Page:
Quarantine cooking at Ciesluk’s Market

By TINKY WEISBLAT For The Greenfield Recorder, May 6, 2020

COVID-19 has affected a lot of lives and a lot of businesses, both internationally and domestically. One local enterprise doing its best to serve customers during this difficult time is Ciesluk’s Market on North Main Street in South Deerfield.

The market opened just under two years ago, in May 2018. It is helmed by Nikki Ciesluk with her domestic and business partner, David Grover, and her daughter, Cassidy.

I recently asked Ciesluk why she decided to run a market.

“I’ve always done cooking and baking,” she said. “I just wanted to do more than I was doing. And South Deerfield was needing this. We didn’t have a market anymore. We didn’t have a bakery anymore. You couldn’t get produce in the winter.”

At first, she noted, the three found working together a little trying. “The first six months, everybody was so tired,” she sighed. Over the months, they have established a good rhythm, however. “We get along 95 percent of the time. We’re doing good,” Ciesluk said.

She reported that, in general, the business has done nothing but grow since the market opened its doors. “Business has been building and building … up until now,” she said.

The pandemic has presented challenges, not just in terms of how the business operates (no reusable bags, making sure customers and staff stay far apart, requesting that people order take-out items in advance in order to avoid lines) but also in terms of getting supplies in.

“It’s a different animal, I have to say,” Ciesluk declared about business right now. “You have to think outside of the box. There are a lot of things that you’re not able to get right now. I can’t get flour, yeast, rice. … All of those things we’re buying in bulk and re-bagging for people.”

She explained that she deals with a number of suppliers on a regular basis. Lately, the process has been more spread out than normal in terms of ordering. Generally, she told me, her business is more or less split 50-50 between prepared foods (sandwiches, soups, cakes, cookies, etc.) and groceries.

Right now, the market has fewer sandwich orders than it usually does. Customers still gravitate toward Cassidy Ciesluk’s cookies, pies, muffins and cakes, however.

Main-dish comfort food is also popular.

“Customers enjoy homemade pot pies,” Nikki Ciesluk stated. “Homestyle cooking, things that people don’t usually get when they take out. Even tuna-noodle casserole! We always make a ton of meatloaf; meatloaf is always a good seller. Mac and cheese is, too.”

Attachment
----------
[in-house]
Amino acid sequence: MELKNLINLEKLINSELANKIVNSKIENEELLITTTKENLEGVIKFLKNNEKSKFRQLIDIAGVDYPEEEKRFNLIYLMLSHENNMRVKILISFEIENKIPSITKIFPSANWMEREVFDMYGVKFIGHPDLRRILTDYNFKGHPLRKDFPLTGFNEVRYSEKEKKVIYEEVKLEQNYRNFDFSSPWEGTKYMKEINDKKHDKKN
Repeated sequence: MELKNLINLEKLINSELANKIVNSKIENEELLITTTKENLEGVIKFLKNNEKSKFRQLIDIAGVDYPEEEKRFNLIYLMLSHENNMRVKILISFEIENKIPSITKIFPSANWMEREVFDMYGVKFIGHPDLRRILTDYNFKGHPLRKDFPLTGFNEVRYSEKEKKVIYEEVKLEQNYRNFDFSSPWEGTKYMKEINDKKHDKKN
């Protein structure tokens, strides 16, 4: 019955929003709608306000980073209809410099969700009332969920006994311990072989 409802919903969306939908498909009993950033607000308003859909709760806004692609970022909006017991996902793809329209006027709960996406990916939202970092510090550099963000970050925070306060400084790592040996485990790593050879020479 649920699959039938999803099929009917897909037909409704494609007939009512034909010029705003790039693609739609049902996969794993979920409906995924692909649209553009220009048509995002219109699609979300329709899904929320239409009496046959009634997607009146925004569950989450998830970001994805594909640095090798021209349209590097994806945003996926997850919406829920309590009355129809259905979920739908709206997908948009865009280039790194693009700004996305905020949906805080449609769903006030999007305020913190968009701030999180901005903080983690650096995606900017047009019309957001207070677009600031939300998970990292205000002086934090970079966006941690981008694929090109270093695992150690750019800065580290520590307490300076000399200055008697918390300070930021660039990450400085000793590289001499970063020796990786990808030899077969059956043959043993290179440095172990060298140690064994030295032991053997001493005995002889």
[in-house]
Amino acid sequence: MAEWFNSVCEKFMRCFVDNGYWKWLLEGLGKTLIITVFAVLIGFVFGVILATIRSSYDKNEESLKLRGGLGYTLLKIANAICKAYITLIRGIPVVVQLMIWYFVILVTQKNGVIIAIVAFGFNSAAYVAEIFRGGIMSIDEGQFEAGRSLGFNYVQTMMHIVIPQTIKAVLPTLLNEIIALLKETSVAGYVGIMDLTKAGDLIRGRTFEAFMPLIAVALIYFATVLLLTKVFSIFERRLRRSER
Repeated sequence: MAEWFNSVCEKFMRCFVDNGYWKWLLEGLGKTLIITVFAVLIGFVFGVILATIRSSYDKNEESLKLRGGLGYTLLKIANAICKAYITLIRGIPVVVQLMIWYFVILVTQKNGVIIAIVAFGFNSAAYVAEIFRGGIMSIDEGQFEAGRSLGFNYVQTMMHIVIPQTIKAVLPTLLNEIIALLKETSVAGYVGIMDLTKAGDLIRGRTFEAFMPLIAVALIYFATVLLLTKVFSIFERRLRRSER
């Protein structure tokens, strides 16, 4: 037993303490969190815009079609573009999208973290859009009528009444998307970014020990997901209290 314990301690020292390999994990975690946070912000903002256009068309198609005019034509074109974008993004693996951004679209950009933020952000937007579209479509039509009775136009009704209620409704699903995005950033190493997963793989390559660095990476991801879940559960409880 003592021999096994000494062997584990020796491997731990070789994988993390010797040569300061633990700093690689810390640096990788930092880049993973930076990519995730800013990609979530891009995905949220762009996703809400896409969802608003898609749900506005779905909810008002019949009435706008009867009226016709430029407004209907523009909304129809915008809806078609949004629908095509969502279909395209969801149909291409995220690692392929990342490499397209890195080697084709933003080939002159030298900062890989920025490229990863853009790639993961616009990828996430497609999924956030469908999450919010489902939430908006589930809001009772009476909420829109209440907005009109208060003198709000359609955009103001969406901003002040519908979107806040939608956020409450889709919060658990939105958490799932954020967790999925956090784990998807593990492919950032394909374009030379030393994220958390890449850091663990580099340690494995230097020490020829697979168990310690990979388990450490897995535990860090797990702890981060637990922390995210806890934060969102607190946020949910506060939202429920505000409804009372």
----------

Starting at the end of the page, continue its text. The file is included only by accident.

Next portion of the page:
Even during the pandemic, she affirmed, the business attracts a variety of customers, not all of whom are local. “They hear from us on Facebook and they come down,” she said. She mentioned that Polish specialties like perogies and the store’s variety of kielbasa constitute particular draws.

Especially in this time of quarantine, Ciesluk explained, the store tries to cater to customers’ needs. “We’re always making changes. I’m always trying to bring new products in. If somebody comes in and is looking for something we don’t have, 99 percent of the time I can get it.”

She and her partners do their best to look out for the community, buying local bread and produce whenever they can and helping out those in need. The market recently donated cookies and cookie-decorating kits to the residents of a local nursing home.

“They needed it,” Ciesluk observed. “They’re all closed in right now.”

Despite the challenging time, Ciesluk says she finds the work she and her market are doing worthwhile. “I think I’m happy right now,” she said. “I just want to make people happy and give them something they can look forward to.” Tinky Weisblat is the award-winning author of “The Pudding Hollow Cookbook,” “Pulling Taffy,” and “Love, Laughter, and Rhubarb.” Visit her website, tinkycooks. com.

Nikk i’s Meatloaf

Nikki Ciesluk usually doubles this recipe since she sells a lot of meatloaf. You may halve it as well.

2-1/2 pounds ground beef 2 eggs 1 cup multigrain bread crumbs (The market grinds its own with the leftover ends of bread from the deli. Regular bread crumbs are fine, however.) plus 2 fresh bread ends, crumbled 1/2 onion, chopped 1/2 green pepper, chopped 1 cup milk 1-1/2 teaspoons minced garlic 1 tablespoon dry mustard 1 tablespoon Worcestershire sauce 1-1/2 teaspoons salt 1-1/2 teaspoons ground pepper 1/2 cup ketchup Preheat the oven to 350 degrees. Combine all the ingredients except the ketchup with your hands. Place the mixture in the pan of your choice. Pat down the meatloaf and then top it with the ketchup.

Bake for around 45 to 60 minutes; the time needed will depend on the thickness of the loaf. “Just watch to make sure that top does not get over browned,” says Nikki Ciesluk. “Take it out of the oven and serve with your favorite potatoes!” Serves 10.